Back in the Autumn of 2008, I found myself in Norway at the helm of a bold new Marex prototype known as the 370 Aft Cabin Cruiser. Beside me was the craft’s designer, Espen Aalrud. He was aware that his new boat was a little flabby around the edges and would need to shed a few pounds before it achieved the dynamic excellence to which it aspired, but he already appeared to have hit upon the kernel of something particularly special.
The merits of the aft cabin
In the vast majority of cases, a small to medium sized planing powerboat accommodates the primary cabin at the front end - and that’s quite a curious phenomenon. After all, the forward space in any fast craft is tapered to cater for the demands of splitting a seascape with minimal slam. That makes it confined and therefore compromised as a location for the skipper to sleep.
Of course, the reason why designers of small boats accept this compromise is that there is nowhere else for the cabin to go. The stern is occupied by the engine and its assorted offshoots and the middle section is given over to the helm and the external accommodation. But when a craft reaches nearly 40 feet in length, with a shaft drive out of sight beneath the hull and an engine hidden amidships, the back end of the boat is freed up for more ingenious uses - and it is precisely this happy situation that the Marex 370 so effectively exploits.
In addition to a fairly standard cabin at the front end, there is a broad, deep attractively curved aft space, with a wraparound window giving spectacular views on three sides. It’s a gorgeous place to be and the feel-good sensation continues when you step up into the cockpit. Here, with the concertina roof in place, the Marex is essentially a 37-foot residential cylinder of the very highest quality. The steamed ash trim is stunning, as is the custom metal work. Those who know boats are, of course, accustomed to seeing craft of great excellence wafting imperiously south from the furthest reaches of Scandinavia - but even by Norwegian standards, this is a boat to relish, with a profound artisan calibre that you just can’t ignore.
Surprisingly good to look at
The inclusion of a pair of cabins, one fore and one aft, is by no means an easy thing to conceal inside the lines of a powerboat without destroying its shape with ungainly bulges. And yet the 370 is a fine looking boat. There is no great theatre to the aesthetics of course, no extravagant vents or raked windows, no glossy trinkets to conjure up fresh drama. It’s just a fine looking, beautifully balanced and attractively understated cruiser.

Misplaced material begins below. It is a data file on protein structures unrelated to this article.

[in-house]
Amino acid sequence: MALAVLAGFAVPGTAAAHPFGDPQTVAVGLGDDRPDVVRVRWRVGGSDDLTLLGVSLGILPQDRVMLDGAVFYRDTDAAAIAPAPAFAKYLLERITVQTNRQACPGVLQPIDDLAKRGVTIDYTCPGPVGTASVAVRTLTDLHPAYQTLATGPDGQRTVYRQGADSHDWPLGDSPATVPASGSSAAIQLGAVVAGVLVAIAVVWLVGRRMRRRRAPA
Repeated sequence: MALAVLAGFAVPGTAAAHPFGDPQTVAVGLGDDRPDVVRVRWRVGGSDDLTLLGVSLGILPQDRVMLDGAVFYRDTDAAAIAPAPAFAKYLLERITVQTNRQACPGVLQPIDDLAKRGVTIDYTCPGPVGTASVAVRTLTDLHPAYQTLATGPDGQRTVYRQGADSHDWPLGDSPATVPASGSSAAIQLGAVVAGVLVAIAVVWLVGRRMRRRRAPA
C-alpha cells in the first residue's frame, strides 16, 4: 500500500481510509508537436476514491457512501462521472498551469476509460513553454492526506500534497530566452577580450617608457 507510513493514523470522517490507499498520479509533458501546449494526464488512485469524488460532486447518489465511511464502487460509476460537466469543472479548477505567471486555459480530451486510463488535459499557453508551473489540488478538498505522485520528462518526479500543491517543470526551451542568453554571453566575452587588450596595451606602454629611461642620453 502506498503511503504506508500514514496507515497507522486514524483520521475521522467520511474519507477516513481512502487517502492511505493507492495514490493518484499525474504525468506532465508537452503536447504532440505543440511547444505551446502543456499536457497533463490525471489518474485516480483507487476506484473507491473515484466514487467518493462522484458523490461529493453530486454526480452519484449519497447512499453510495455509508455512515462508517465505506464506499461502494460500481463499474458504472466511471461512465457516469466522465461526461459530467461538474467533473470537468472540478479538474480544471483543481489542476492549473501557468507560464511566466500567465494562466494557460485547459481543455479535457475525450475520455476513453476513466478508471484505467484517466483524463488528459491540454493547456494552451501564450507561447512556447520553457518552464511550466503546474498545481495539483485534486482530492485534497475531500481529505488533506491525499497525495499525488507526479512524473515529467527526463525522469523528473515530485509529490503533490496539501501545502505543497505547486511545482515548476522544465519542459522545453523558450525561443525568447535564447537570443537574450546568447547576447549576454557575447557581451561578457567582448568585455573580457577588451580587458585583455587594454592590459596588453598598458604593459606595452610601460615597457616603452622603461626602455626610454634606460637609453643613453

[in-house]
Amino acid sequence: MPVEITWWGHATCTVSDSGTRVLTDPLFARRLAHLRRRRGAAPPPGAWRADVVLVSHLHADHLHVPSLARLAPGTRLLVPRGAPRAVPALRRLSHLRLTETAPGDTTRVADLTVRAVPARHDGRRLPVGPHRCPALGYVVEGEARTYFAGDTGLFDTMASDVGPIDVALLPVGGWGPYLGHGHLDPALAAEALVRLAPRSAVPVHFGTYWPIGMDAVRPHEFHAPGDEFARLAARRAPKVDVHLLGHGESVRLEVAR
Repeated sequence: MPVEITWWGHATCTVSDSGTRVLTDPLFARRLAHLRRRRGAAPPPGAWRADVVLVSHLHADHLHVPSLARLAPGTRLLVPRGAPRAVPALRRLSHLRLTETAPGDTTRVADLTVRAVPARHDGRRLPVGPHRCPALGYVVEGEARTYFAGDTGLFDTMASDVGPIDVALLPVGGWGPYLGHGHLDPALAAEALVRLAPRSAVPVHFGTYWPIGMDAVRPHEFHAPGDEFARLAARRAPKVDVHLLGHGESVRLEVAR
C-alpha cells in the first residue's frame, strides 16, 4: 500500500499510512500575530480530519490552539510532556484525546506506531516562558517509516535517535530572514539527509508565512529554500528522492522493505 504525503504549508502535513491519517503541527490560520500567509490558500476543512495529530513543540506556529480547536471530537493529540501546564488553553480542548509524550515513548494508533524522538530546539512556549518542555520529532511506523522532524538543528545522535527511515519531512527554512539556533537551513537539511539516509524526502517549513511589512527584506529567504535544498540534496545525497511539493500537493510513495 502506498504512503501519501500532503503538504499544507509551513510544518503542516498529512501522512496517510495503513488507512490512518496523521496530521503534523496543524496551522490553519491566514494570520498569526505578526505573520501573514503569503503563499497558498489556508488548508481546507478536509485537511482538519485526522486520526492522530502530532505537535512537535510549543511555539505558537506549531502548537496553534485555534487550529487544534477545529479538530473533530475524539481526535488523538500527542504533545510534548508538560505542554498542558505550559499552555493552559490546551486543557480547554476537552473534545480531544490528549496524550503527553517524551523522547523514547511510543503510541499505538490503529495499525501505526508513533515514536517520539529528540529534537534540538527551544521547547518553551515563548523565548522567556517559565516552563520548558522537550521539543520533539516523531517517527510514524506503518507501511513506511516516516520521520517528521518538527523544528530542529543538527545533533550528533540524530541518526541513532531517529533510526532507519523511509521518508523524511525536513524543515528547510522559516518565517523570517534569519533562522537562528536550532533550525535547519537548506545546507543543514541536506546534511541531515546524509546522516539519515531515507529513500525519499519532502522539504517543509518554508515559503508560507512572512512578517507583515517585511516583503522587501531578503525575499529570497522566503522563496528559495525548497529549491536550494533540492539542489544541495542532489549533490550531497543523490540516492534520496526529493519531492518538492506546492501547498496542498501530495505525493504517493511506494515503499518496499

It is easy to imagine that a shape as well resolved as this is just the latest regal manifestation of a time-honoured Marex bloodline - and yet this Norwegian boat builder seems entirely unconcerned by the idea of a thematically integrated fleet. On the contrary, its current portfolio of seven craft actually looks more like a collection of precocious experiments than a coherent family of craft.
At the bottom of the line-up is the splendidly squat and delightfully named 21 Duckie. Above that, the overtly sporting 270 Estremo lends the range a dose of ‘Hunton-style’ spice, before the angular 280 Holiday throws a bit of a curve ball into the mix. There then comes a trio of sports cruisers (in the form of the 300 and a pair of differently configured 350s). And finally at the top sits the 370, presiding over the family like a lordly squire at a gathering of talented freaks - the undisputed flagship of the modern Marex marque.
Since dropping 20 per cent of its weight and gaining the ability to hit 30 knots with a single 435hp Volvo Penta D6, the 370 has won a flurry of awards, including the prestigious European Motorboat of the Year. And with great independence of thought and phenomenal attention to detail, it is a very well deserved accolade. It marries top class materials with stylistic elegance and a profound (and extremely rare) integrity of design. In fact, from stem to stern, it is about as fine a blend of craftsmanship, comfort and desirability as you are ever likely to encounter. Espen Aalrud has been responsible for some marvellous boats in his time but none of them are better than this. For more details contact Wessex Marine or see Marex.
Marex 370 Aft Cabin Cruiser: specifications
Sleeping capacity: 6
Fuel capacity: 650 litres
Cruising speed: 24 knots
Top speed: 30 knots
Engine: Volvo Penta D6-435
Alex Smith is an ex-Naval officer, with extensive experience as a marine journalist, boat tester and magazine editor. Having raced as a Pilot in the National Thundercat Series and as a Navigator in the inaugural Red Sea RIB Rally, he has now settled in the West Country, where he lives and works as a specialist marine writer and photographer from his narrowboat in Bath.